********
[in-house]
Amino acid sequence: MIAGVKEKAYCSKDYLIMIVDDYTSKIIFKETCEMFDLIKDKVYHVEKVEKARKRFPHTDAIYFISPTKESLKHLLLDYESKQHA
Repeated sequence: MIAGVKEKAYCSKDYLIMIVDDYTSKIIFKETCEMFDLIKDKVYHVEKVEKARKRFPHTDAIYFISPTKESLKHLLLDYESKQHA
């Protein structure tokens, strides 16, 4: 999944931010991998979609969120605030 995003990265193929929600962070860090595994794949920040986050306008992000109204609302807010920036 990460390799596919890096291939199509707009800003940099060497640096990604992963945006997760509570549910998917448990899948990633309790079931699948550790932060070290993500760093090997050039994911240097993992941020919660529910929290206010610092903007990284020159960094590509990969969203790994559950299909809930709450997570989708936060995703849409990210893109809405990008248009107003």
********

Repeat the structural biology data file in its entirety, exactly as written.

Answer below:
[in-house]
Amino acid sequence: MIAGVKEKAYCSKDYLIMIVDDYTSKIIFKETCEMFDLIKDKVYHVEKVEKARKRFPHTDAIYFISPTKESLKHLLLDYESKQHA
Repeated sequence: MIAGVKEKAYCSKDYLIMIVDDYTSKIIFKETCEMFDLIKDKVYHVEKVEKARKRFPHTDAIYFISPTKESLKHLLLDYESKQHA
């Protein structure tokens, strides 16, 4: 999944931010991998979609969120605030 995003990265193929929600962070860090595994794949920040986050306008992000109204609302807010920036 990460390799596919890096291939199509707009800003940099060497640096990604992963945006997760509570549910998917448990899948990633309790079931699948550790932060070290993500760093090997050039994911240097993992941020919660529910929290206010610092903007990284020159960094590509990969969203790994559950299909809930709450997570989708936060995703849409990210893109809405990008248009107003």